Honoring St. Nicholas, a saint for Advent, and all seasons
By DIANE SCHLINDWEIN
On the eve of Dec. 6, many children around the Diocese of Springfield in Illinois — in fact, youngsters all over the world — put out shoes to recognize St. Nicholas, also known as Nokolaos of Myra. Indeed, it is the true story of St. Nicholas which became, many years later, the Christmas legend known as Santa Claus.
Born in the later part of the third century in Patara, in a village which is now Turkey, St. Nicholas was the only child of well-off Christian parents. Well taken care of by his parents, Nicholas was a bright youngster who had a real thirst for his religion. Sadly, his parents both died during an epidemic. After their deaths, he inherited his parent’s wealth, and was then raised by his uncle, the Bishop of Patara, who later ordained Nicholas a priest. Eventually, St. Nicholas was named Bishop of Myra.
During St. Nicholas’ time, the Roman Emperor persecuted Christians and so the sainted man suffered for his faith and was imprisoned. It is said that during this period the prisons were so full of bishops, priests, and deacons, that there was no room for real criminals like murderers and thieves. After his release, St. Nicholas attended the Council of Nicaea in 325. He died on Dec. 6, 343 — thus that is his feast day — and was buried in his cathedral.
Nicholas used his entire inheritance to assist the needy, the sick, and the suffering. He dedicated his life to the service of God, and became known for his generosity, his concern for sailors and their ships, and his love for children.
One famous story tells of a poor man with three daughters. In those days, a young woman’s father had to offer prospective husbands something of value, which was called a dowry. The larger the dowry, the better the chance that a woman would find a good husband — and without a dowry a woman was not likely to marry. The poor man’s daughters were probably going to be sold into slavery.
Mysteriously, on three consecutive nights, a bag of gold appeared at the man’s home, providing the dowries. The bags of gold, tossed through an open window by St. Nicholas, are said to have landed in stockings and shoes left before the fire to dry.
Since St. Nicholas Day falls early in Advent, it is an appropriate time to remember a man who gave all he had to follow the directive given by Jesus to “sell your possessions and give them to the poor.” One of oldest Christian traditions surrounding his feast day is to leave shoes out overnight in front of the fireplace, on the windowsill, or outside a bedroom door, so St. Nicholas can fill them with special fruits, candies, and other small gifts.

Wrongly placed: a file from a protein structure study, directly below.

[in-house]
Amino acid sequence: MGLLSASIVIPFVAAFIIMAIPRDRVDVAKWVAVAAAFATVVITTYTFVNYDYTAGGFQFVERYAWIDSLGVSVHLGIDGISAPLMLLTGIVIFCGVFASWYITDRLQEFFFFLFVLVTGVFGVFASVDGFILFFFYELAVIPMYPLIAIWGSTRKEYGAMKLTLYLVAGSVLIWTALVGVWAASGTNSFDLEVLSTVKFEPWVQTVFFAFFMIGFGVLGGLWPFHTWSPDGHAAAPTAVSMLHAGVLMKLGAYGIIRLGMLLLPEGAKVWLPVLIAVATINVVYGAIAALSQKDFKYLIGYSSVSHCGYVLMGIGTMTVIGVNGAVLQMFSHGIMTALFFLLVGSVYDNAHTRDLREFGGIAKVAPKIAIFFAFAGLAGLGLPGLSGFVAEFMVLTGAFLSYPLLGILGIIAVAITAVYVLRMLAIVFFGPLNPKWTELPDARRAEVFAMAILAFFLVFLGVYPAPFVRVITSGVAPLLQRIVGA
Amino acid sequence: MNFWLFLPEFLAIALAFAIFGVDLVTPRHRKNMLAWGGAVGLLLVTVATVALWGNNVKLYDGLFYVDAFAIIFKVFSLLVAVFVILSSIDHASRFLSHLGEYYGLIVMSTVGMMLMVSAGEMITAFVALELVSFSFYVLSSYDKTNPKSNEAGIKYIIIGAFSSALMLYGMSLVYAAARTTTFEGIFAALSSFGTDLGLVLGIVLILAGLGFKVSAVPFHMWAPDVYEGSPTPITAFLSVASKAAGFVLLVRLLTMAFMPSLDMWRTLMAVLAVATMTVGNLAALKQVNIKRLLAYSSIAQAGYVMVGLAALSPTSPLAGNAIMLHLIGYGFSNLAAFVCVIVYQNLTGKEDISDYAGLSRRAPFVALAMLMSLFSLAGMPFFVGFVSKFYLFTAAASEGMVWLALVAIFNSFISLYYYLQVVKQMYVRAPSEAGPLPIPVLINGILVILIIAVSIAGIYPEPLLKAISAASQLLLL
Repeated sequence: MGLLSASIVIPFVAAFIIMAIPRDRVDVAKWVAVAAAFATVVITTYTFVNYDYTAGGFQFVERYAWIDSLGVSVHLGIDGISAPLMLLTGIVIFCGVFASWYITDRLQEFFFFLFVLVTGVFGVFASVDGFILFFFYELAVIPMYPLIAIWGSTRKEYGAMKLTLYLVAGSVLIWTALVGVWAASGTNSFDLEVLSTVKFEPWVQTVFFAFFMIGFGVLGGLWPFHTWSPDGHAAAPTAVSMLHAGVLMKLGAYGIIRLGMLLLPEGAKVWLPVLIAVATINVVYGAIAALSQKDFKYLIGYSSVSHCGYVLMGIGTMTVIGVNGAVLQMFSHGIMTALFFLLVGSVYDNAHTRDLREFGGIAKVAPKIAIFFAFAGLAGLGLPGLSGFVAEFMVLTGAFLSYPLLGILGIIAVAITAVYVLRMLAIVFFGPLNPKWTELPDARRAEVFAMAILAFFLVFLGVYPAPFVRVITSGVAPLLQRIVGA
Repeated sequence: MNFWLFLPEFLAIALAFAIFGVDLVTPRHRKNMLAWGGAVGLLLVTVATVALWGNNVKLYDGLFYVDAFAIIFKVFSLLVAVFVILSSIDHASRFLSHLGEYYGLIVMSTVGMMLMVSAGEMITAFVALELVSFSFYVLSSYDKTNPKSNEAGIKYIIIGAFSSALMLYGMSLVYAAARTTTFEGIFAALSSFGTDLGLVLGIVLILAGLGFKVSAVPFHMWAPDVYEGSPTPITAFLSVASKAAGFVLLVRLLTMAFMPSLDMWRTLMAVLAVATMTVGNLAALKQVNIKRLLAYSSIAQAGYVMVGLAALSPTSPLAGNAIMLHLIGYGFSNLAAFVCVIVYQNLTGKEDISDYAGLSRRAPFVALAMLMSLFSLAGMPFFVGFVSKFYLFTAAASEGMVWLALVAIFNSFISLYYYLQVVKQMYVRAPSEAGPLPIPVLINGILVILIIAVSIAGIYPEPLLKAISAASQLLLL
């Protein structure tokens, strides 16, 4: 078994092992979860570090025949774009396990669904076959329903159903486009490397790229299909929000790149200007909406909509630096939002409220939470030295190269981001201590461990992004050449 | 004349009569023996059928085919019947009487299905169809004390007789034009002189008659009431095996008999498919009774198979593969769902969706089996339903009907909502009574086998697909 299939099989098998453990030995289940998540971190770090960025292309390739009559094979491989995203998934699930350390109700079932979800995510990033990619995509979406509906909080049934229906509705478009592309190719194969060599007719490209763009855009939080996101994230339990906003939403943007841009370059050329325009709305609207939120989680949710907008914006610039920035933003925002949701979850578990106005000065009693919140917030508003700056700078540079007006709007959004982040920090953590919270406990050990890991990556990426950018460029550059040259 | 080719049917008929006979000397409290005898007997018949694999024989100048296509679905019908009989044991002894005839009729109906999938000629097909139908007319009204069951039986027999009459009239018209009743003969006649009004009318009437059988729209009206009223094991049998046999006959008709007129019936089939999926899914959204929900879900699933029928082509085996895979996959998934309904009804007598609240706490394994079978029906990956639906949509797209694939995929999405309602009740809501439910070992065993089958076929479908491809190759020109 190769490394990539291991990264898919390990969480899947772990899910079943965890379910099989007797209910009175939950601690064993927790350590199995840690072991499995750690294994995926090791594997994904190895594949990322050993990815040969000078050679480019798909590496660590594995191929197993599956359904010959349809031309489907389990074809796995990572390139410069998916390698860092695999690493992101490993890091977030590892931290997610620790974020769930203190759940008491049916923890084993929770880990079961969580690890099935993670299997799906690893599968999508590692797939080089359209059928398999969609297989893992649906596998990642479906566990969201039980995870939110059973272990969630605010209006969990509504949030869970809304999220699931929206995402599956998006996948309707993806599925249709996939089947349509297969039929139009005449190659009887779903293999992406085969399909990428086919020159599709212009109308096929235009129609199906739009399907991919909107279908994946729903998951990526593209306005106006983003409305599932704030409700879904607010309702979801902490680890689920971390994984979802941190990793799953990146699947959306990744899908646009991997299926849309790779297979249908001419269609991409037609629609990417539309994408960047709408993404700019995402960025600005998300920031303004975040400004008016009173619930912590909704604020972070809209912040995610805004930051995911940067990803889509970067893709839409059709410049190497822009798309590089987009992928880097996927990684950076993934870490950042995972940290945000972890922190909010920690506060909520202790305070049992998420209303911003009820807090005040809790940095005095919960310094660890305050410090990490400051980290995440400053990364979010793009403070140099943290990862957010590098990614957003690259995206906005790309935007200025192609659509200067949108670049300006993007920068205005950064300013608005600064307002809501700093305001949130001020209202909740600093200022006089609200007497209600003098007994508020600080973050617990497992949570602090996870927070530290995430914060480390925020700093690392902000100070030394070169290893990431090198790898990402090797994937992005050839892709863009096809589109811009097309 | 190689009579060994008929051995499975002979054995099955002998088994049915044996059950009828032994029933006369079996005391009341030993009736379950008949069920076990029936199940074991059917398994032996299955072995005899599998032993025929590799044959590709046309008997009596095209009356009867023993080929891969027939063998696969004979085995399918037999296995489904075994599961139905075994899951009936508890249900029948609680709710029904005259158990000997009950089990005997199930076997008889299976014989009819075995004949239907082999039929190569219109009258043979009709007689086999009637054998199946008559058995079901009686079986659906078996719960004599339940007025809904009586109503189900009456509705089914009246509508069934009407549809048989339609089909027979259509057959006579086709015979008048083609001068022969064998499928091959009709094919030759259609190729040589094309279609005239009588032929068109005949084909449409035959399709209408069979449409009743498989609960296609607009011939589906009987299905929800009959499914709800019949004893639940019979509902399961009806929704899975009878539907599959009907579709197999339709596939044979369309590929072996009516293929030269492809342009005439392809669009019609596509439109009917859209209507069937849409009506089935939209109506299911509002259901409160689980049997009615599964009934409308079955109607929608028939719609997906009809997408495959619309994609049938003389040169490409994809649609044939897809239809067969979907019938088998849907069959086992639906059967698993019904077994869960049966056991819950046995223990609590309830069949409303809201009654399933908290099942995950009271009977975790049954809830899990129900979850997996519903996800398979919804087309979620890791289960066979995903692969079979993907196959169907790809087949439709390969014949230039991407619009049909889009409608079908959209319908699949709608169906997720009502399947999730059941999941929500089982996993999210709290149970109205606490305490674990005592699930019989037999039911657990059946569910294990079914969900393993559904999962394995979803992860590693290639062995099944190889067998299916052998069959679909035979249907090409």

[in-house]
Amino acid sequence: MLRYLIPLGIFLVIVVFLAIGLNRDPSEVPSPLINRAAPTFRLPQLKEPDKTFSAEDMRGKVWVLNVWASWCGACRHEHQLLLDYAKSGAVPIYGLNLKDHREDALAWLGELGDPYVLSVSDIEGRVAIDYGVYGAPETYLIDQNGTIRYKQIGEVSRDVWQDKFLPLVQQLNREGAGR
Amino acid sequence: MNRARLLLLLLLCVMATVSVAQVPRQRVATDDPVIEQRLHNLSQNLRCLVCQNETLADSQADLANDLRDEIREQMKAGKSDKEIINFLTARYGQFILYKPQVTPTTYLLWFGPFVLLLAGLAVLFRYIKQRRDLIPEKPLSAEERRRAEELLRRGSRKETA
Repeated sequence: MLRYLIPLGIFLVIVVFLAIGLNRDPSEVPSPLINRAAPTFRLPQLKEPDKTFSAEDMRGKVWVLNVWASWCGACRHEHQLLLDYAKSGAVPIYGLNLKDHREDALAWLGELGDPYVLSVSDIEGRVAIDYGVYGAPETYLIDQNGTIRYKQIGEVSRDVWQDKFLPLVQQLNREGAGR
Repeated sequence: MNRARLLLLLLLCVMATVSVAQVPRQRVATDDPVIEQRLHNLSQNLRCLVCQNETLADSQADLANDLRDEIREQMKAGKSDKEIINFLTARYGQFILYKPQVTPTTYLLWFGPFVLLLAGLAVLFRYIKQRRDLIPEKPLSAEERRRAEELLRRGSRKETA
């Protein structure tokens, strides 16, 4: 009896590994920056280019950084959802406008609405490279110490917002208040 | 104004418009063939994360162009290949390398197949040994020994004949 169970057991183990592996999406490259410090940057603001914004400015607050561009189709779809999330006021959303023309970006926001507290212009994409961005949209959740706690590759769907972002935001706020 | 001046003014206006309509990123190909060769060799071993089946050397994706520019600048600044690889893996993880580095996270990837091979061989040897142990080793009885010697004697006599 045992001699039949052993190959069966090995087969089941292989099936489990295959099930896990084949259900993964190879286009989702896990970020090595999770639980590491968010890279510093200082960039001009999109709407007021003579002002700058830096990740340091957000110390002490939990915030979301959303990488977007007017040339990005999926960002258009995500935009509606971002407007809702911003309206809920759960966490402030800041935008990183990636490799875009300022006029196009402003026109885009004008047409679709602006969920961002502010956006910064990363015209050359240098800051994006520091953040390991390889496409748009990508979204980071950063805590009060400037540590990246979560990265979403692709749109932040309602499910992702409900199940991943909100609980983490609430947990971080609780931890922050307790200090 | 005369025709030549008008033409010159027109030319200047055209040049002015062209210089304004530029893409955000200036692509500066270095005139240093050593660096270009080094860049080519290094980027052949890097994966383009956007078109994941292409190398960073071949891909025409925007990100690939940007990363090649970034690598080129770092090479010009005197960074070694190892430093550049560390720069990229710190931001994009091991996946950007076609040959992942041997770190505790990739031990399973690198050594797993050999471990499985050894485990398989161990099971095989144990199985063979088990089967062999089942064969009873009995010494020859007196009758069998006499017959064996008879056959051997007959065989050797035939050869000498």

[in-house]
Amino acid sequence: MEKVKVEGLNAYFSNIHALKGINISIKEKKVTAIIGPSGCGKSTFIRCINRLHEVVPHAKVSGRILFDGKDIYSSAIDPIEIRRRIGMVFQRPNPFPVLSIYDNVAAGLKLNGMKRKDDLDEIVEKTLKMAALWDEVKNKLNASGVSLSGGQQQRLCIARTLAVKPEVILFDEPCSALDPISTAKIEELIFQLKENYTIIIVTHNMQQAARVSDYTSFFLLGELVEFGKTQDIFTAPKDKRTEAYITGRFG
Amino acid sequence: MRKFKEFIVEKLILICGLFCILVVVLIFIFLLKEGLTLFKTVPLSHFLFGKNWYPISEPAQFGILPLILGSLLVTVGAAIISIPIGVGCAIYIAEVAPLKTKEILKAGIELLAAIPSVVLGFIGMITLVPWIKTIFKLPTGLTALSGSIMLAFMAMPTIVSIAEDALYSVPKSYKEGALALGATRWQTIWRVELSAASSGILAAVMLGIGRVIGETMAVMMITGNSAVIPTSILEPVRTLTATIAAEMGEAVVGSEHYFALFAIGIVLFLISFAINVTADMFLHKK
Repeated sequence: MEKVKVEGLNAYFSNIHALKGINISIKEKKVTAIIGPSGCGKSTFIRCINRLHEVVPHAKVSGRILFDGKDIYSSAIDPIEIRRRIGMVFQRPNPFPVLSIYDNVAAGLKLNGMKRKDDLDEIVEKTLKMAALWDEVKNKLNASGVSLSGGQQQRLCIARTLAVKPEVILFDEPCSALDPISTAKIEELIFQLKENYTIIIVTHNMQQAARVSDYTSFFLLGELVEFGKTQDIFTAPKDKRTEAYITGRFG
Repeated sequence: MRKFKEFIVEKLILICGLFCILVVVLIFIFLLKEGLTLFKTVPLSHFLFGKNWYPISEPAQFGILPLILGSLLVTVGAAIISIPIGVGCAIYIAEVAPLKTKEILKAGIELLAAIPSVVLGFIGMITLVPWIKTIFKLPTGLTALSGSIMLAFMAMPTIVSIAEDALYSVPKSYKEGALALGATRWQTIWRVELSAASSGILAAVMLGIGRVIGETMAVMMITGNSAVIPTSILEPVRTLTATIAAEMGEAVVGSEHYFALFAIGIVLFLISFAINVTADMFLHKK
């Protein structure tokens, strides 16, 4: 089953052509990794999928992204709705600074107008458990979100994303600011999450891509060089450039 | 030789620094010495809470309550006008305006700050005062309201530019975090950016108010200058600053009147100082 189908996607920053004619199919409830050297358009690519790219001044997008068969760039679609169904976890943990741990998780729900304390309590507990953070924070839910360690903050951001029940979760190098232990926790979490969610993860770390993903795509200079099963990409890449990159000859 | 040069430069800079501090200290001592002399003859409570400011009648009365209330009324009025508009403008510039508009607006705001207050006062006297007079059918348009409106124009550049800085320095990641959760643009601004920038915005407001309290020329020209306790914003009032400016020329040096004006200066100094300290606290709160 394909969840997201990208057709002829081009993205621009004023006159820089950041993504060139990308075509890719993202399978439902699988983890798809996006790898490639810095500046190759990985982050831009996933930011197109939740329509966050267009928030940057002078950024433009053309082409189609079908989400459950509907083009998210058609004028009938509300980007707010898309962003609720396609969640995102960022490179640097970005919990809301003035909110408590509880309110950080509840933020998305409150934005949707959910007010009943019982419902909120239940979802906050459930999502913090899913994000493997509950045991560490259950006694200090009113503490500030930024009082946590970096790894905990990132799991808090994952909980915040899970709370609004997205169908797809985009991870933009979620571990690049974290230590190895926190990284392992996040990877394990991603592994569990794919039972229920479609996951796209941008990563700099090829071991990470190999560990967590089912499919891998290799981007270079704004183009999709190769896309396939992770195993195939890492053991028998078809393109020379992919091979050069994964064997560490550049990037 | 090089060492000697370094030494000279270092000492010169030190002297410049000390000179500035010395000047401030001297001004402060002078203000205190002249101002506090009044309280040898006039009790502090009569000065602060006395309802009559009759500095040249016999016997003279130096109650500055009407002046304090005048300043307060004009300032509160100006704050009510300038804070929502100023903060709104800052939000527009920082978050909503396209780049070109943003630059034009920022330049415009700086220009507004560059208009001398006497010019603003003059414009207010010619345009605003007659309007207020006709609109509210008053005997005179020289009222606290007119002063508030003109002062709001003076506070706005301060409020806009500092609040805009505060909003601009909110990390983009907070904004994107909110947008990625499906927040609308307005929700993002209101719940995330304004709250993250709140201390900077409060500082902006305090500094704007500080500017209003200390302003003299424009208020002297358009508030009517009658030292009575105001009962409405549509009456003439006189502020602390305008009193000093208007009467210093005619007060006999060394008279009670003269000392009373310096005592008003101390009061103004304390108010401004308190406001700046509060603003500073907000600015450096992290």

The tradition of receiving gifts actually began with Dutch children and was brought to America in the 1700s. Children sometimes leave carrots in their shoe for St. Nicholas to feed the horse he rides — which would be the predecessor of the reindeer who pull Santa’s sleigh. Some frequently received gifts include oranges or tangerines, which represent the gold balls St. Nicholas gave to the needy. Gold coins, often chocolate wrapped in gold foil, symbolize coins the generous man gave away. Candy canes (or candy croziers) are shaped after a bishop’s staff, so they are a frequent surprise, as well.
So, this St. Nicholas Eve, as children put out their shoes, they can remember that the spirit of St. Nicholas Eve (and Day) should be focused on giving over receiving, remembering those who are less fortunate, and recalling that above all, St. Nicholas cared for the poor and truly loved children.
Father Chris House, pastor of Christ the King Parish in Springfield, said St. Nicholas is one of his favorite saints. “I think it originally comes from the tradition our family had when I was a child,” said Father House, who is also a member of the College of Consultors and a vicar judicial in the Office of the Tribunal. “When I was growing up, we put out our shoes on the fifth of December.
“But it is more than that. We connect him with Christmas, but he’s so much more than that. He’s a model of charity,” Father House said. “There are so many stories — we don’t know if they are true or not — but they remind us of his goodness for all seasons, not just when we talk about him at Christmas. He’s known not only for his holiness, but for his true love and charity of people. So, especially in this day and age, we need St. Nicholas’ example more than ever.”
Did you know that St. Nicholas is also connected to the symbolism of a pawn shop? Father Chris House explains that the three balls suspended from a bar — traditionally used on the outside of pawn shops — represent the story of St. Nicholas giving a bag of gold for each the poor man’s daughters to allow them the financial means to be married.
“So besides children, St. Nicholas is also the patron saint of pawn brokers, unwed women, and sailors (because he is said to have calmed the sea during a storm),” Father House said.